It is the red tones that make this painting so memorable. Mondrian addressed the theme of trees in many artworks between around 1905 and 1913, but few carried such a bright colour scheme as this. Most likely, he put together the branches and trunk in darker tones before then adding the red brushstrokes afterwards. We can see colours from behind showing through which confirms this. He then continued the colour on the ground, with small single strokes of the brush which help to create a consistency throughout the composition. The area below the tree is generally lighter, where a traditional shadow has not been used. This is an expressive work, where new principles can be used and Mondrian was not constrained by the styles of the past.

If we look at the artist's work during 1908 we can find that colour was his key concern. He produced a number of study drawings for this particular painting in order to correctly put together the elements of the tree, but he would also have been thinking about the right colour combinations for the final painting whilst doing so. We also find a general development towards greater expression and abstraction within his tree paintings, which is confirmed by several items from a few years later, where the trees were barely recognisable, such was the lack of realistic detail being used by that point. Gray Tree shows a midpoint within that process, where form is still reasonably well represented but we can also see abstraction coming in for the first time.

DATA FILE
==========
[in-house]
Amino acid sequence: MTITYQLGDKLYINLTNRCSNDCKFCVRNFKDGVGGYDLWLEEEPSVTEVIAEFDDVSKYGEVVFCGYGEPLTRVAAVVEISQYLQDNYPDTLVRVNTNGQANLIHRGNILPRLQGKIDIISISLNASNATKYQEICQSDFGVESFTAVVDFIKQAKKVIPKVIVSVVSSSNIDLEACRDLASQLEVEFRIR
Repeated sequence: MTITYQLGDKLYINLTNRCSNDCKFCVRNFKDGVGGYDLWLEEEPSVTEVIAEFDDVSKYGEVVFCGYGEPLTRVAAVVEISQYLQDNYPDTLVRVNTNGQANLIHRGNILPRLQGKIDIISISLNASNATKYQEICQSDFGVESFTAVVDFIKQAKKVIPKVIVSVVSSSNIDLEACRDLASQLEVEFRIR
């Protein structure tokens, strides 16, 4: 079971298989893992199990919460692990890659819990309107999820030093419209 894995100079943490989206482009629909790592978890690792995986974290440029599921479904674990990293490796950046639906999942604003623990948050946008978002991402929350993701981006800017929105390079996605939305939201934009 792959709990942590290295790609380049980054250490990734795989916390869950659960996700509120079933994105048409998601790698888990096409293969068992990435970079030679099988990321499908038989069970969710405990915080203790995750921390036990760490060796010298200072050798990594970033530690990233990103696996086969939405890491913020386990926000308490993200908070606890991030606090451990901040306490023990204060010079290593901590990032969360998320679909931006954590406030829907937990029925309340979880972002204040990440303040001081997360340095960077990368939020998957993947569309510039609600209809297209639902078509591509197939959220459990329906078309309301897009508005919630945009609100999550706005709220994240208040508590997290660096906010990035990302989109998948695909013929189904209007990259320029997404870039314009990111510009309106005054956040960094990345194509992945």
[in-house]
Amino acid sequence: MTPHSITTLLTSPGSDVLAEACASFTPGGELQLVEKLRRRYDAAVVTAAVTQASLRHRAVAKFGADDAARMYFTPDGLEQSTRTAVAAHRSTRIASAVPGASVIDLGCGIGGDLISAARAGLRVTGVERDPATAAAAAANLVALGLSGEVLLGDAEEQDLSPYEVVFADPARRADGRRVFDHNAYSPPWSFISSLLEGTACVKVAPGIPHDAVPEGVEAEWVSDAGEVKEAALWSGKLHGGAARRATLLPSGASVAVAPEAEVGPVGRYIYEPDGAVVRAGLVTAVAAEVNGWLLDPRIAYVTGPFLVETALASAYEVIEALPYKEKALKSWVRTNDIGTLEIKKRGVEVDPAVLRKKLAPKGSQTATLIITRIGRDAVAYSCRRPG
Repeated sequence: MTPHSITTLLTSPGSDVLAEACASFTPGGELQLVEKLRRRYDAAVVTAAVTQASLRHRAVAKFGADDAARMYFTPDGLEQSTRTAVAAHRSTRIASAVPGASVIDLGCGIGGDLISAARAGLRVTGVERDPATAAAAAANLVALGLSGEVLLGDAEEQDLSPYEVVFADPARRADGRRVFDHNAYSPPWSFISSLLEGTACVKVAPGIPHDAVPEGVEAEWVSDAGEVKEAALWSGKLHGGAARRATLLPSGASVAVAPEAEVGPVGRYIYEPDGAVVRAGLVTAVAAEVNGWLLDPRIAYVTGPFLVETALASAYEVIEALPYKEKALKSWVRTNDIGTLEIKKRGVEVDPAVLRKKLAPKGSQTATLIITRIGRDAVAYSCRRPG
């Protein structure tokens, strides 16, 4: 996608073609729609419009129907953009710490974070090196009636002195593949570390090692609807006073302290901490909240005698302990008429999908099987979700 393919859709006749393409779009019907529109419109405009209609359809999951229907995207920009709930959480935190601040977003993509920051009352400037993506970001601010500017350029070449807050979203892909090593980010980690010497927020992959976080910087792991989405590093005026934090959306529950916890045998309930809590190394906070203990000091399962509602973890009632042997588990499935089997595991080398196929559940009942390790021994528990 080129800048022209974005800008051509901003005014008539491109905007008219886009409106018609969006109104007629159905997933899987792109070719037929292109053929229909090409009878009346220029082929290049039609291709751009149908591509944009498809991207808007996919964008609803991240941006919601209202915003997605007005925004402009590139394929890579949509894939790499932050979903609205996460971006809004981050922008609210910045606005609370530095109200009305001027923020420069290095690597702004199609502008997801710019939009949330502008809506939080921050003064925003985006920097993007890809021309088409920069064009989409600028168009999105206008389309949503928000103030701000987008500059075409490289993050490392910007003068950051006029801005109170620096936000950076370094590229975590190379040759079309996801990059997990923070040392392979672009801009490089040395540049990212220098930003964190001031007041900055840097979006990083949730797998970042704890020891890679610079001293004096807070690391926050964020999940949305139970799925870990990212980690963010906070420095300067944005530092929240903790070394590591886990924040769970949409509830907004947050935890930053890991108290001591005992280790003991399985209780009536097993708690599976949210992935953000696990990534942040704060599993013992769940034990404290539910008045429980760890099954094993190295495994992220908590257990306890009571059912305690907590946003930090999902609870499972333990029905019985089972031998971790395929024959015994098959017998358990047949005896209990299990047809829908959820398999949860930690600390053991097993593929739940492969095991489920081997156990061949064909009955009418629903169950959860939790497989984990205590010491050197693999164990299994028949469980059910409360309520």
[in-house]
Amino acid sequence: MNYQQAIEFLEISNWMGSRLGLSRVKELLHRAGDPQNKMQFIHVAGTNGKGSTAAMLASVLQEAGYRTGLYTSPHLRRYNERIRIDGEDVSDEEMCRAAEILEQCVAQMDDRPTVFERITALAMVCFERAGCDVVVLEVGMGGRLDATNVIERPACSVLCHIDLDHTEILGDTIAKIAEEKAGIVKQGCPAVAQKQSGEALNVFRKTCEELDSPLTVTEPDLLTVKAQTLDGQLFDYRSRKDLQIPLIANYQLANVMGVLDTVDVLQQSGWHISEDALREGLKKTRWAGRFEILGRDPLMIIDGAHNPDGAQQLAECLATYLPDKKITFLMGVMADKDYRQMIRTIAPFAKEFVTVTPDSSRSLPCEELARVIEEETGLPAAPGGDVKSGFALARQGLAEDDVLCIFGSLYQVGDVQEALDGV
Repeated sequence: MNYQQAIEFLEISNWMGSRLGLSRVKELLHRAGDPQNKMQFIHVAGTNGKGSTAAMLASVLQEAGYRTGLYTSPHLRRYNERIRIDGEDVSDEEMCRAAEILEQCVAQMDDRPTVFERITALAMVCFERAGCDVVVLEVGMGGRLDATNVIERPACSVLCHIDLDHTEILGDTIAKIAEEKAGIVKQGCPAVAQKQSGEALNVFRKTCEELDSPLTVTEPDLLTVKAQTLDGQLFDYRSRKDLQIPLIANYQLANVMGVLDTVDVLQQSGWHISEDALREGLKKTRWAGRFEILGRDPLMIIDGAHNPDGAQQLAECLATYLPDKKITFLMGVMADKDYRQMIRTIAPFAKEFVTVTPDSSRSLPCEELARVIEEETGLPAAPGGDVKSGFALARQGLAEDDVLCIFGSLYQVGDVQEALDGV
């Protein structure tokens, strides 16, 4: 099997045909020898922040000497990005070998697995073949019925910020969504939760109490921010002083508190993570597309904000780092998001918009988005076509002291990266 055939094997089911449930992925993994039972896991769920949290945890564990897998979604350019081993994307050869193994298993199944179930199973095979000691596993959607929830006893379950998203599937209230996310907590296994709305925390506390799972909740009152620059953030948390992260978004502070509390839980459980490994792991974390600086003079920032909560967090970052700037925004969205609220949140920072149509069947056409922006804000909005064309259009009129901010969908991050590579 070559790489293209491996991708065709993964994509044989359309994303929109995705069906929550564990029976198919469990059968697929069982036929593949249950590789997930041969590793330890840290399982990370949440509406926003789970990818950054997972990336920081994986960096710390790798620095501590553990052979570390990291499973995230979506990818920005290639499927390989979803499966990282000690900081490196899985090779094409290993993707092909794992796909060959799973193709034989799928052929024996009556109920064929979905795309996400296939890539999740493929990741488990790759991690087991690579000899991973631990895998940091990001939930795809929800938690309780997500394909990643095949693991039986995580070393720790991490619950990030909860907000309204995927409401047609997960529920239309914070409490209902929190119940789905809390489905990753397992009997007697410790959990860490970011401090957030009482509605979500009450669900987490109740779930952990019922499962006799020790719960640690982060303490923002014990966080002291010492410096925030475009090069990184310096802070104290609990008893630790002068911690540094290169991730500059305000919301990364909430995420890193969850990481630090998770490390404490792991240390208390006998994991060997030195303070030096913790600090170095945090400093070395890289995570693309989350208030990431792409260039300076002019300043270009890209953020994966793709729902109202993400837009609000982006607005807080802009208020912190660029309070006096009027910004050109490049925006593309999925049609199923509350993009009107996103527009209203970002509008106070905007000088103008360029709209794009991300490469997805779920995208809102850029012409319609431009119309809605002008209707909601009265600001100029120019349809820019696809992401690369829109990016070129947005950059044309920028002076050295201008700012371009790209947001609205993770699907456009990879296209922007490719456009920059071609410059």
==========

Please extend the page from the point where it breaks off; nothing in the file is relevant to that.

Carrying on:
Some art historians have drawn comparisons between the style of this particular painting and many works from the great Dutch Post-Impressionist, Vincent van Gogh. It was specifically elements of the brushwork and also the reduced palette which leads to these comments, and this was part of an overall movement towards a newer form of art, and an increased use of emotion and personal feelings within a painting. Both artists found huge inspiration from nature, completing a number of landscapes and individual depictions of trees, such as Avond (Evening): The Red Tree. Their colour schemes would also tend to be bright, sometimes in an unnatural way that might remind us of the Fauvist movement too.

This relatively small painting is under a metre wide and considerably less tall. If you want to see it in person, it is in the collection of the Gemeentemuseum Den Haag and will normally be on display, though check ahead just in case it has been loaned out elsewhere. This exciting institution focuses predominantly on painting since around the mid-19th century, with some impressionism and then a good number of artists from the 20th century. They remain faithful to their location, with a good number of Dutch artists including several more Mondrian paintings, plus others by Vincent van Gogh, Johan Jongkind, Pyke Koch and Charley Toorop. Beyond this nation, you can also see original art from the likes of Edgar Degas, Claude Monet, Pablo Picasso and Egon Schiele.

Avond (Evening): The Red Tree in Detail Piet Mondrian